Telecommunications upstart Global Crossing is in talks to acquire Baby Bell US West Inc. in a stock deal that could be announced as soon as Monday, according to sources close to the deal.
If completed, the merger would marry Global Crossing's growing international fiber network with the far-flung local and wireless phone and Internet businesses of US West, which serves mostly rural regions in 14 Western and Midwestern states.
The two firms are structuring the deal as a merger of equals, with US West shareholders receiving a slight premium for their shares, the sources said. To satisfy the diverse interests of the two shareholder groups, the merged Global Crossing would be split into two separate trading stocks, they said.
Executives from Hamilton, Bermuda-based Global Crossing, which has management offices in Los Angeles, did not return phone calls Friday. A spokesman for US West, based in Denver, declined to comment on the merger speculation.
Global Crossing, while once a virtual unknown in telecommunications, has sprung to the forefront with a roster of high-profile executives, a string of major acquisitions and a soaring stock price.
In March, the company agreed to buy Frontier Corp., the nation's fourth-largest long-distance company, in a stock deal worth an estimated $11 billion. That deal is expected to close in September.
Frontier has asked for--and received--time to review the potential US West merger, according to the sources. As part of its buyout agreement, Frontier must approve any acquisition by Global Crossing valued at more than $2.5 billion.
Last month, the company struck a deal to buy the undersea cable services business of Cable & Wireless for an estimated $885 million in cash and debt.
Taken together, the deals would propel Global Crossing to near-powerhouse status in the telecommunications industry, with $17 billion in yearly sales and a market value nearing $70 billion.
US West, created from the breakup of AT&T in 1984, has long been considered among the weakest of the local phone companies, largely because its territory includes mostly small towns, with the exceptions of Denver, Salt Lake City, Phoenix, Seattle and Las Vegas.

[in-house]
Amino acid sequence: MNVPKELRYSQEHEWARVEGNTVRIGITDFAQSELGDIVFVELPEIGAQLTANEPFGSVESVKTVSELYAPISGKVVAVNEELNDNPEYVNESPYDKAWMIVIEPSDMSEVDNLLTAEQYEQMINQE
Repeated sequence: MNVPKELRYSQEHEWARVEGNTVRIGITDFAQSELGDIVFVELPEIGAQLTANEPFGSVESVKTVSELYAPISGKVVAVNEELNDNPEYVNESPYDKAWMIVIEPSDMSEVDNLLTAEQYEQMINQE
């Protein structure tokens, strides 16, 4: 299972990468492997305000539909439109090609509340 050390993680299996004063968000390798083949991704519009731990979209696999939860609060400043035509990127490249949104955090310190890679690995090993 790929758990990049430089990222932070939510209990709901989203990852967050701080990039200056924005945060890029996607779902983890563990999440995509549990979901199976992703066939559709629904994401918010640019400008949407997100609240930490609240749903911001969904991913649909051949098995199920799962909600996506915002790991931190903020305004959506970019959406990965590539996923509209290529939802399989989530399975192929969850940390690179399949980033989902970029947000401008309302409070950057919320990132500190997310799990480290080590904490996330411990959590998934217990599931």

To date, US West and BellSouth remain the only Baby Bell companies on the sidelines of the industry's recent merger craze.
"US West has always felt that it got stuck with the most expensive areas to serve of all the Baby Bells, and they've been trying to get acquired," said former Sen. Larry Pressler, an author of the Telecommunications Act of 1996 who now heads the telecommunications practice at O'Connor & Hannan, a Washington law firm. "This would be a very synergistic deal."
Still, on Friday some analysts cautioned that the US West marriage could create regulatory snags for Global Crossing's Frontier deal, because it would combine long-distance service with a Baby Bell that has not yet earned entry into long-distance.
But Global Crossing has big-name executives, including founder and financier Gary Winnick, former AT&T executive Bob Annunziata and others, determined to make it work.
US West shares surged $2.25 to $62.25 while Frontier fell $2.75 to $56.13, both on the New York Stock Exchange. Global Crossing shares rose $1.38 to $61.38 on Nasdaq.